After sitting in sweat lodges, sniffing herbs, drinking cleansers, and bending my back into a pretzel, and writing sheet after sheet of notes in lectures I truly found a great relief in the experiences I had at a personal level on the slopes of Mt Everest, high in the Nepal Himalayas. What a relief to be out of my head.
Not only did I find myself automatically in the moment and out of my head when I had to take responsibility of my physical being, I was also sent back to my heart when my ego began to argue between what I wanted to happen, and what did.
Of course, the mountains are bigger than any man, but our ego still feels empowered to wish for great weather, be angry at circumstances beyond human control and frustrated by the different sense of time one experiences in Nepal.
The mountains answer to no one. And in this alone there is a humbling awakening. I am small and the mountains are big. Yet, I am at home here. I don't feel irrelevant.
With the monks chanting in the background, I share time with Sherpa people, old friends from my many journey's here. I see their long struggle and yet, for the majority, they are the happiest people I know. I decided to work out why, and the answer was, adapt....
Adapt - to adjust oneself to the circumstance. To move with the flow and not against it. Most Sherpa people have seen life and death through a small lens. They've witnessed the high mortality rate of children and they've been out there in the snow rescuing people.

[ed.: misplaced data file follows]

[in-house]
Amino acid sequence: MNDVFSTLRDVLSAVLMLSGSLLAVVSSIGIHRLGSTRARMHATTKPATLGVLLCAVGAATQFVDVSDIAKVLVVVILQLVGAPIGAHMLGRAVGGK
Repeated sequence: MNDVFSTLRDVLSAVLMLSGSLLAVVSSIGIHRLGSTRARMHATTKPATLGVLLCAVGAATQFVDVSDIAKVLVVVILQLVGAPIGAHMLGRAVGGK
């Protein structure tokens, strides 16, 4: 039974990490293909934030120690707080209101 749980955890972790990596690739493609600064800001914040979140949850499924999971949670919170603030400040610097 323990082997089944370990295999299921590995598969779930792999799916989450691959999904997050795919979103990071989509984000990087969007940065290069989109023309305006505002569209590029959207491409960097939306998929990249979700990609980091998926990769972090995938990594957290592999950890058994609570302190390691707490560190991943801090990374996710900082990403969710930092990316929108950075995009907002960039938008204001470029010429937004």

Our senses can only live in the moment. So, the gift of the Himalayas is infinite. It draws you into this moment right now but not only does it drive you home, it drives you there with a sense of joy. The Sherpa people endure the hardships with dignity and self respect. They are the teachers because they have been permanently affected by the beauty of this place.
Over the last 20 years I've taken many people to my paradise in the Himalayas. Some cried with joy, some cried with regret, some loved me for it, some hated me. It is truly a place where the soul and the ego come to do battle. One cannot predict which one will win in each visitor. Some are ready and some are not.
One lady, a real entrepreneur had endured years of sexism in her business life. She couldn't soften her shell even in Nepal, her ego was her protection, she went home mostly the same as she came. A guy from Israel came to a trek and was so determined he found himself led by his own negativity. He'd lived every day as if it were his last, surrendering to the mountain and his soul, here in the mountains, was just not an option. He went away proud but incomplete.
One can never know. A young person of 12 can open their heart and see enlightenment while another devotee and head shaved western wishful, might only see a statue that doesn't speak.
It is a journey for those who are ready, however, the time one usually finds out this ready or not circumstance is when it's too late to turn back. Nature has a way of teaching everybody, something.